but I am at ease with the underpinning philosophy of student-centred education.

So my question for Jocene is, what is the underpinning philosophy of student-centred education? It seems an important question for folk at CQUni to understand given the institutions focus on allowing students to “be what they want to be”.

Jocene, can you give a synopsis, maybe with some pointers to other resources, in a single blog post?

I’m sure Nona has some perspectives on this?

Are those perspectives different? Are there different perspectives on this? What are the differences? Where do they originate?

I’m a skeptic (cynic, mongrel and bastard are other potential descriptors) by nature, so when someone appears to have a level of certainty about some piece of knowledge, I begin to suspect the problem of pattern entrainment. A particular way of looking at the world seen as useful by someone becomes their major way of seeing the world and often makes them inattentive to other, potentially important, perspectives.

I’m not suggesting Jocene’s demonstrating entrained patterns. I’m suggesting some/many of the rest of us maybe and that talking about these different perspectives might hopefully make us aware of other, hopefully more useful, patterns.

What is research? How do you do it?

A previous post announced that a group of folk at CQUniversity are about to embark on a project/exercise with the aim of helping people develop ideas for research and turn them into publications.

Any such process should probably talk about answers to two questions (amongst many others)

  1. What is research?
  2. How do you do it?

The following provides some simple answers to those questions that will form the basis for the react2008 process.

Disclaimer

This is not to suggest that these are the only answers, or potentially even good answers. However, the claim is that they are sufficiently useful for the purpose of react2008 and reasonably defendable.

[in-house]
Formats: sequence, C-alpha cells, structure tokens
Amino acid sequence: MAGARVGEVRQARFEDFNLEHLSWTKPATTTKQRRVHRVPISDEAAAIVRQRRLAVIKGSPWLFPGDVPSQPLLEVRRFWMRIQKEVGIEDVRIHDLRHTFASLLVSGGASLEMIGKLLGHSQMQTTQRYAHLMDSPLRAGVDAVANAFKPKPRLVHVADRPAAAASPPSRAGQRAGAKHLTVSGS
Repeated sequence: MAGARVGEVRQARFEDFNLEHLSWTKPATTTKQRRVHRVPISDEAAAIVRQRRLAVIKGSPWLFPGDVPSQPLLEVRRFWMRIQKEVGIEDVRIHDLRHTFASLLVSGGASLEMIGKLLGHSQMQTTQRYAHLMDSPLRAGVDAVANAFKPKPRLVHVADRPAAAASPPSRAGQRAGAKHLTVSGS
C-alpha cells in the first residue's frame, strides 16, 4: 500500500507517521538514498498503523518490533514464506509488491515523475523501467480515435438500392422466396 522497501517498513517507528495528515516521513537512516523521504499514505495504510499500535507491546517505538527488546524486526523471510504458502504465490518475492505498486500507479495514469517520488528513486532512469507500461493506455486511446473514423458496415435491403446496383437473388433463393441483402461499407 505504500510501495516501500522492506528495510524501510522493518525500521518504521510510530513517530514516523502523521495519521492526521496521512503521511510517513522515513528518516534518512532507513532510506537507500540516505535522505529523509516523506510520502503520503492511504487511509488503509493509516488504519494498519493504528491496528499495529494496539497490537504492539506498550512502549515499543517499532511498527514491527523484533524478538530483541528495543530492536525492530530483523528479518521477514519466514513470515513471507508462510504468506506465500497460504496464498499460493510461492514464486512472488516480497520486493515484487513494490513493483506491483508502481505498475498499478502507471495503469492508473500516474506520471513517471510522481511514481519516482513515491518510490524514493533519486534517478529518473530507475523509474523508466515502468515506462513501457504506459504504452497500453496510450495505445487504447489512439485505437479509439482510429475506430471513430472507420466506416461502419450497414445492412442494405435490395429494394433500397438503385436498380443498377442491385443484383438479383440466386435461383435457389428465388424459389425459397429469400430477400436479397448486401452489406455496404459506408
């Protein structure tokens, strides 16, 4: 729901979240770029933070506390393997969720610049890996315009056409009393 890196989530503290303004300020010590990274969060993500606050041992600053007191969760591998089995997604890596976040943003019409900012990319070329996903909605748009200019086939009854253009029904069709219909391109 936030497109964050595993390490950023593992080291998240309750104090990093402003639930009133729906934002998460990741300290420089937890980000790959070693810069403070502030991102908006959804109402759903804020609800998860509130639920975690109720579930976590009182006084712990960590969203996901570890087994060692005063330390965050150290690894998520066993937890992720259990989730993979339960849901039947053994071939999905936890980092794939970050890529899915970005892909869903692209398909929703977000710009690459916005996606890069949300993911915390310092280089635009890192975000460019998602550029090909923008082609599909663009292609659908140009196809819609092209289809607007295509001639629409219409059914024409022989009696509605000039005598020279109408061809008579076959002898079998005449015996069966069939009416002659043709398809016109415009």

The aim is to ensure that the workshop participants have some sort of common understanding of answers to these questions that they can use as a starting point for conversation. Some level of common understanding is important.

What is research?

Generally, research aims to address important problems, or provide answers to difficult questions through the application of a disciplined process that generates new and useful knowledge. That knowledge is expressed in the form of theory.

The question of what is theory is left to later.

How do you do it?

Answers to these questions often come down to battles between research paradigms. Are you a positivist or interpretivist (or some other sort of “ist”)? The answer to this question governs how you do research, what you think it is etc.

Mingers (2001) identifies three perspectives on how to handle the question of paradigms. These include:

  1. Isolationism – where paradigms are seen to be based on mutually exclusive and contradictory assumptions and where individual researchers should or do follow a single paradigm.